Dark Emu, Black Seeds: agriculture or accident?

Rich history of agriculture hiding in plain sight

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Dark Emu, Black Seeds: agriculture or accident? By Bruce Pascoe, Magabala Books, 2014, ISBN: 1922142433, 9781922142436

It’s something of a truism, isn’t it? History is written by the victors — well, of course!

What if that history still exists all around, yet there is an ideology which renders it invisible? Welcome to the settler state known as Australia. A place where the attempted, and quite deliberate, expungement of the world’s oldest living culture is ongoing — and inherent in the expropriation of that culture. The conscious, rarely stated, but nonetheless deliberate genocide by the English against the First Nations of this continent.

Bruce Pascoe’s book Dark Emu blows away the fog of the colonial wars. It reveals what is obvious to those who wish to see: this was not a continent of landless nomads. This was not a continent without technology and engineering. This was a continent with large towns, with organised aquaculture, with vast savannahs and forests, managed by purposeful people. Savannahs that, while subject to drought were not subject to scarcity; nor forests to cremation. For uncounted generations. 

Dark Emu? It took me a while to get the deliberate pun — and the delicious riddle — of Pascoe’s title. The dark emu is a celestial feature of the southern sky, but it is not bright. The Emu’s head is a very dark nebula, next to the Southern Cross and the body and legs are other dark clouds trailing out along the Milky Way towards the constellation of Scorpius. Of course, this represents the near universal trait of humanity — to see patterns. But where northern hemisphere astronomy sees only the stars, Australian First Nations’ astronomy sees other patterns. This is one. And there are others. One could answer Pascoe’s riddle with another riddle: “can’t see the wood for the trees!”  The trees, of course, represent the monoculture broadacre farms so characteristic of colonial Australia. Which persist to the current day.

The wood? That is where the emu roams! And one only needs to look through the trees, beyond the racist myths of colonialism, and the falsely claimed superiority of capitalist England, to see the rich forest of Indigenous management of this place.

And that is the essence of Pascoe’s work. Yet, it goes even deeper than that. Where in the school books, the academic journals, the tomes of so-called Australian History are the stories of Indigenous achievements? The evidence of towns of a thousand people or more? The evidence of fields of yams in the so-called deserts? The evidence of the grinding of grass seeds to make flour and bread, from a time when Europe, North Asia, and North America were nothing but ice caps.

None of this is in Australian history. And it’s absent not because the colonial settlers didn’t see it. No, No: it’s because vast amounts of evidence have simply been ignored. Terra Nullius (empty land) of the mind! Unsee what is seen, because it does not fit your preconceptions. White people are superior — particularly rich white people. Therefore, these thatched houses don’t exist. Therefore, this group of houses is not a village. Therefore, this group of a hundred houses is not a town. Therefore, this plantation which stretches as far as one can see is not agriculture. Therefore, this grassland is not managed, nor this forest.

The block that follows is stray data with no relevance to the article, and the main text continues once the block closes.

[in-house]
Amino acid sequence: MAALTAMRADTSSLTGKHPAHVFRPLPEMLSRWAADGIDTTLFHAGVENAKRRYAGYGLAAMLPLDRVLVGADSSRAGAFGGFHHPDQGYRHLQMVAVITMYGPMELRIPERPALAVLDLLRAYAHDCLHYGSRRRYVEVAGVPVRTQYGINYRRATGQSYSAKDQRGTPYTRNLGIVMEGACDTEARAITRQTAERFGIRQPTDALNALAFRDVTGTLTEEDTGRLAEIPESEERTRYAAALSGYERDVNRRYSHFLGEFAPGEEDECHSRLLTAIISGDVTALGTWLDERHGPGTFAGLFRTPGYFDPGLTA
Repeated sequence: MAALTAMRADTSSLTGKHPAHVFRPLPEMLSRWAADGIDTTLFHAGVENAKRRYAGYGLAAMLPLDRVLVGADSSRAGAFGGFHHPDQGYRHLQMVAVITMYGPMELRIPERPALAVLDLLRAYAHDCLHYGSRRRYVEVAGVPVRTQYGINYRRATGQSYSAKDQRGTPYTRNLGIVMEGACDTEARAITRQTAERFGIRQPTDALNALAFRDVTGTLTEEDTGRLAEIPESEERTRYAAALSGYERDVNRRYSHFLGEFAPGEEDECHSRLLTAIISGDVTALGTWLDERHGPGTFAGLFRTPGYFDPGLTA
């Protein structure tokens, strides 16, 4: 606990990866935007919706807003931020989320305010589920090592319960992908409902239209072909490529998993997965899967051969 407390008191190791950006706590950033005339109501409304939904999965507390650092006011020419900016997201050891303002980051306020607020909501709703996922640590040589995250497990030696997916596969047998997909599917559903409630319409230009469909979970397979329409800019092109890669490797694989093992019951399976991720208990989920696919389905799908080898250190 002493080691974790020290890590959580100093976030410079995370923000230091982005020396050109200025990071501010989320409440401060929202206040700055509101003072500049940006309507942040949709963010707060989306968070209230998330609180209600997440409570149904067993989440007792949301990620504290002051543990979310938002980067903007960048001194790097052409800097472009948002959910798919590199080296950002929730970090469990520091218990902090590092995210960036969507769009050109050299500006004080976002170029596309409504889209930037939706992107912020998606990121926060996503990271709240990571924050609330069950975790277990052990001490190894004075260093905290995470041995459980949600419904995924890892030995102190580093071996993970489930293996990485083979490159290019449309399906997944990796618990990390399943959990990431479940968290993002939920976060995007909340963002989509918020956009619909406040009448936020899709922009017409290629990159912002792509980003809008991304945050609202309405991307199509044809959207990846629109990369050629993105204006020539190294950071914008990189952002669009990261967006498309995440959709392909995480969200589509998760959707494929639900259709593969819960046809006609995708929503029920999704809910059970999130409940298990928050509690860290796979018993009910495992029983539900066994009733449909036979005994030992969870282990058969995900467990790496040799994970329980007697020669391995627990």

This is what Pascoe reveals and discusses in great detail. The “White Blindfold” view of Australian colonial/settler history, as it has been called.

New archaeological research appears to show that there have been people on this continent much earlier than we were previously taught. Why are we finding this out now? Like the dark emu, much of the story has been hiding in plain sight. There is a site in Queensland, studied for years, that points to human occupation dating back to 120,000 years before the common era (BCE). Yet the evidence seems to have been downplayed, because it could not be right. Humans couldn’t have left Africa that early. The fact of the ice ages and the need to escape them seems to have escaped the conversation — hiding in plain sight. Why would humans not be here?

There is another archaeological site. I’ve seen it. I have friends whose deck overlooks it. In plain sight it has been “hiding” for two hundred years. Just a pile of shells at Moyjil (Point Ritchie). It was assumed that the Dhauwurd Wurrung (Gunditjmara) people had accumulated the pile over some time. True! But over what time? One hundred and twenty thousand years.

Now, one has to ask oneself — how could civilisations of such antiquity not develop agriculture, animal husbandry, forest management, soil cultivation? Pascoe poses precisely this question and answers it: they did!

And we are discovering, to the detriment of all of us, that the destruction of these civilisations leaves the present economy at peril. Not just because of climate change, though that is true. Not because of this place being a dry continent, though that is also true. It is because, in the tiny window of human history since the English subjugation of this continent, imperialism, colonialism and capitalism have deeply damaged the human management of the place.

There are European farmers here who have realised this. Advances have been made in returning the land to what it was, while blending that with European agricultural practices (see Charles Massy, Call of the Reed Warbler and others).

I did the arithmetic. Europeans came to this place less than 500 years ago and skirted around it. Then the English landed, just on 240 years ago. So can we learn a little from the people who have been here probably 500 times as long? I believe so, and Bruce Pascoe’s book shows how.

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